Are all your agents handling all types of business?
Are all your clients and calls handled by whoever is available
... or by the agent "next in turn" for a call or client?
Do your agents return telephone calls on a "first come, first
served" or "easiest request" basis?
Is your agency manager producing the highest levels of
commissions in the office?
The Right Answer Is...
If your answer is yes to any of the above questions, your office is
not organized for profit. The organization of work assignments in
an agency can be a major contributor to its profit or potential
profit. It is essential to have a plan and follow it.
Handling clients on a random basis or on the basis of which
agent is "up next" gravely limits an agency's profit potential.
Organization of work in a travel agency requires looking at the
types of requests that come in as well as at the capabilities and
compensation levels of agents. The Golden Rule of Personnel
Management states: "Whenever possible, have the lowest-paid person
capable of doing a job be the one to do it."
In too many agencies, requests from clients who do not ask for a
specific agent are handled by anyone available. Thus, a client
requesting a simple domestic airline ticket could be served by a
senior agent although a lower-paid trainee is available when the
ticket request is received.
The above situation can be even worse. While the senior agent is
working on the domestic air ticket, a request is received for a
South Pacific cruise or an African safari --and the most capable
agent is busy with a simple air ticket. Hopefully -- but you cannot
count on it -- the client will wait.
Besides assigning work based on the complexity of the task and
the capability of the agent, assign clients with specific interests
to agents with compatible interests. The task of making
reservations and issuing domestic airline tickets does not require
the expertise of a senior agent. An agent two months out of travel
school should be able to take care of most of these tasks
effectively and efficiently.
It is also necessary to evaluate the other tasks performed by
counselors. Their professional skills are needed for activities
related to finding and recommending travel products that will meet
clients' needs. But how much time do agents devote to putting
tickets together and other clerical or support activities that
could be handled by lower-paid support personnel?
If your office has a staff of four or more, you can increase its
efficiency by concentrating sales efforts in your trained and
developing sales agents and establishing one position to provide
support services for the sales agents. Besides providing clerical
support, the person in this position can be the agency's
receptionist, ensuring that work flows to the right agents.
Travel agencies that have established these positions have seen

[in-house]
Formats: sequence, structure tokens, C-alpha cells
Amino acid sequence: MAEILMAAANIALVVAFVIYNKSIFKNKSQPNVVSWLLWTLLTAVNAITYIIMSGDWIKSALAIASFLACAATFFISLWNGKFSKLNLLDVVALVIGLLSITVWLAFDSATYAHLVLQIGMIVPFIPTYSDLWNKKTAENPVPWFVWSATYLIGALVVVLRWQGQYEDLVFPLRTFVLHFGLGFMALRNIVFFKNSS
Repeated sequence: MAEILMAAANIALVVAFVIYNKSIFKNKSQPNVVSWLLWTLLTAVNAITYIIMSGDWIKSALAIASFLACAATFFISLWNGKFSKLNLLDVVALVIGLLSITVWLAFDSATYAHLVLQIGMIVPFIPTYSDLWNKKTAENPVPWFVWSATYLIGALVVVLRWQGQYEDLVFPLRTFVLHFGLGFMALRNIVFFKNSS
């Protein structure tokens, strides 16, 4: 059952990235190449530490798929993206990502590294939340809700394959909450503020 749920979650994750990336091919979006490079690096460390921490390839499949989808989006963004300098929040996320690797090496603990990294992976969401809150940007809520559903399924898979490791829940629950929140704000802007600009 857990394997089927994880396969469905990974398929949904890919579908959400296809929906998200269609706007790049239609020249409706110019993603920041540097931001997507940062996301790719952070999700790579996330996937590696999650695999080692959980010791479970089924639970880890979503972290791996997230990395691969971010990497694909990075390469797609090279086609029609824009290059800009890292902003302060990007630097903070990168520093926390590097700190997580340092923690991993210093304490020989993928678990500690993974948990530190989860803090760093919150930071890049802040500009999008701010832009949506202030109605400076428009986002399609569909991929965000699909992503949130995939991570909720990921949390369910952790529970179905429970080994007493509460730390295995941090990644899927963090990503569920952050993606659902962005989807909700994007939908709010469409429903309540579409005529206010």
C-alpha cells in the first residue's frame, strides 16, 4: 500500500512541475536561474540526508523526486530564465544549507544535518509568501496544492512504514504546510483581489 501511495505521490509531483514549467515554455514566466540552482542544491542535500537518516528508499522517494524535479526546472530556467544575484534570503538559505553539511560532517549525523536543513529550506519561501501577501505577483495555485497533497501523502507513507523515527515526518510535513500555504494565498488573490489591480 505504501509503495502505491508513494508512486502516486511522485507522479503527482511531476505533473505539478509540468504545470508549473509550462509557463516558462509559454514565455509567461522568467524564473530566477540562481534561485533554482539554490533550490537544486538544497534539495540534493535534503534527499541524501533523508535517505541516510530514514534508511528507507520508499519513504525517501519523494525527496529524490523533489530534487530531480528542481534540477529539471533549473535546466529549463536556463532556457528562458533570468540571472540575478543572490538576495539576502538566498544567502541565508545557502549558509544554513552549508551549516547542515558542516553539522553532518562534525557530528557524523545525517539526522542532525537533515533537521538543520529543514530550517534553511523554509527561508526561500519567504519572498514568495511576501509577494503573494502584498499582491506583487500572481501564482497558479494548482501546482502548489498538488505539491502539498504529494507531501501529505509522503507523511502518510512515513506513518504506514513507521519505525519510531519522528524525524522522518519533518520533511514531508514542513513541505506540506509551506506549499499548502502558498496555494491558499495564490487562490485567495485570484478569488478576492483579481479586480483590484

sales agent productivity increases as high as 35%. Even with a
conservative estimate of three minutes per transaction for
assembling tickets and invoices for mail, pickup or delivery, much
high-paid time can be saved.
In addition, relieving more experienced agents of repetitive
processing will make their jobs more enjoyable and challenging. As
an example of the benefit of this support position, no sales agent
we know enjoys processing Airlines Reporting Corp. refund and
exchange notices (RENs). Because of staff distaste for this
function, RENs can be delayed or lost.
When several agents are processing RENs infrequently, they are
processed slowly and often with mistakes. If all REN processing is
assigned to one person, the paperwork will be completed faster and
with fewer errors.
There is no need for the person assigned to this position to
have a CRS terminal at his or her desk. As a result, sales agents
will generate more segments per CRT. This position can be
"communications central" within your agency. Your agents won't have
to wonder who is going to answer the phone. Sales agent work flow
will be smoother, with fewer interruptions.
General office responsibilities should be assigned to specific
individuals. For example, if tasks such as unlocking the airline
plates and ticket stock, setting the postage meter, taking out the
mail, etc., are not assigned to specific people, there will be
duplication of effort or failure to get the job done.
No agency can be fully staffed at peak times. If it were, it would
be seriously overstaffed during normal and soft sales periods.
Agencies also have days when more agents than expected are out of
the office. When call volume exceeds the ability to accept calls,
priorities should be established for calling back.
Potential for profit should determine the order of returning
calls. Repeat clients should be called first, followed by new
inquiries for profitable products such as cruises and tours.
Requests for low-cost air tickets should be returned only after
potentially more profitable business is under control.
If your agency manager is the highest sales producer in your
agency, your manager is not managing. The only exceptions to this
are when the manager is selling very expensive, upscale cruises and
tours or large groups and is supported by other staff members.
More sales should be delegated to the sales agents in the office
so that the manager can concentrate on training and on planning for
a profitable future.
Phil and Doris Davidoff, co-owners of Belair/Empress Travel
in Bowie, Md., also operate Davidoff Associates, an industry
education and consulting firm.